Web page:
The Life of Ellen White by D.M. Canright

Chapter 15 - Her Prophecies Fail

Mrs. White and her followers claim that she had the "spirit of prophecy" from December, 1844, to the end of her life, August, 1915 - seventy-one years. During these long years she wrote over twenty volumes. All this time she claimed that the future was being revealed to her, and predicted what would happen. Here her claims can be examined and tested.

God's prophets foretold definite things to occur; named persons and cities, and told what would happen to each, and when. Joseph foretold the seven years of plenty and seven years of famine (Gen. 41); Samuel told Saul that the kingdom would be taken from him and given to another (1 Sam. 15:28); Isaiah named Cyrus two hundred years before he was before (Isa. 44:28); Jeremiah foretold the fall of Babylon (Jer. 51); Daniel prophesied regarding the rise and fall of Babylon, Medo-Persia, Greece and Rome (Dan. 2 and 7); Jesus warned of the destruction of Jerusalem (Matt. 24); Agabus foretold what would happen to Paul at Jerusalem (Acts 21:10, 11). Scores of such cases could be given.

But where are the fulfilled predictions of Mrs. White during her seventy-one years of prophesying? What definite events did she foretell to occur at definite times and to definite cites? Where are these prophecies? Nowhere in all her numerous volumes.

At first she did venture to foretell a few things definitely, but they all failed. After she invariably put everything in general terms, not venturing to name definitely any persons or cities or places or time. She predicted numerous floods, storms, earthquakes, wars, etc., all in general terms. Anyone could do that safely, without any prophetic gift. If she really had the spirit of prophecy, that should have been the outstanding feature of her books. Instead of this, her "Testimonies" and other books are devoted almost wholly to personal matters, expositions of the Bible, and to practical subjects regarding Christian conduct and duty, the same as any intelligent religious teacher could write.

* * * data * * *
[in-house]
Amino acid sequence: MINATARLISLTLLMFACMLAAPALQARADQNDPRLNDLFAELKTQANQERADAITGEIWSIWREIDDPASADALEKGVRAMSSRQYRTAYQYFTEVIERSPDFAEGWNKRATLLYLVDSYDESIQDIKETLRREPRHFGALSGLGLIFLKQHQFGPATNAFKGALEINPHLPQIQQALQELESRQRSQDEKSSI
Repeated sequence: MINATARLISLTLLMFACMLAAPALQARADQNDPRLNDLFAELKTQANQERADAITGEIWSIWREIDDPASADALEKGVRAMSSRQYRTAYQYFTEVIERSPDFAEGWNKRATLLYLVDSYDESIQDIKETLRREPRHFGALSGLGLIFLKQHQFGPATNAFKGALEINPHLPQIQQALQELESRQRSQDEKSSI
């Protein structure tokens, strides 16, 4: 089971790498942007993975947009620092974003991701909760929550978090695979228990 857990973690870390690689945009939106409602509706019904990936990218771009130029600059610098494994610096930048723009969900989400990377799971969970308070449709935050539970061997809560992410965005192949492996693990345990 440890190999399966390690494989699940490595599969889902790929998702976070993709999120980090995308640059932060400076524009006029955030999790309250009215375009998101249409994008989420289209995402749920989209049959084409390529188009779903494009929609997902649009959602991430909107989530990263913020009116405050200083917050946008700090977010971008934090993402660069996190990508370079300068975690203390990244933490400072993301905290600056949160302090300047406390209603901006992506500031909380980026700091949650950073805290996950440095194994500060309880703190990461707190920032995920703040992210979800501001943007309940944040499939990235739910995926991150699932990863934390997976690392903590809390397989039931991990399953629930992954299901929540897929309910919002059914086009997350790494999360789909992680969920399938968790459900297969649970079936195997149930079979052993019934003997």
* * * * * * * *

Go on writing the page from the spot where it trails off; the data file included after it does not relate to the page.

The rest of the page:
Once in her early work she did venture to predict the curse of God upon a definite person, Moses Hull. In 1862 he was about to give up his faith in Adventism. Mrs. White wrote him thus: "If you proceed in the way you have started, misery and woe are before you. God's hand will arrest you in a manner that will not suit you. His wrath will not slumber" ("Testimonies for the Church," Vol. I., pp. 430, 431). Mr. Hull lived on many long years to a ripe old age, and nothing of the kind predicted happened. After this she threatened many, but always in general terms.

Predictions About the Civil War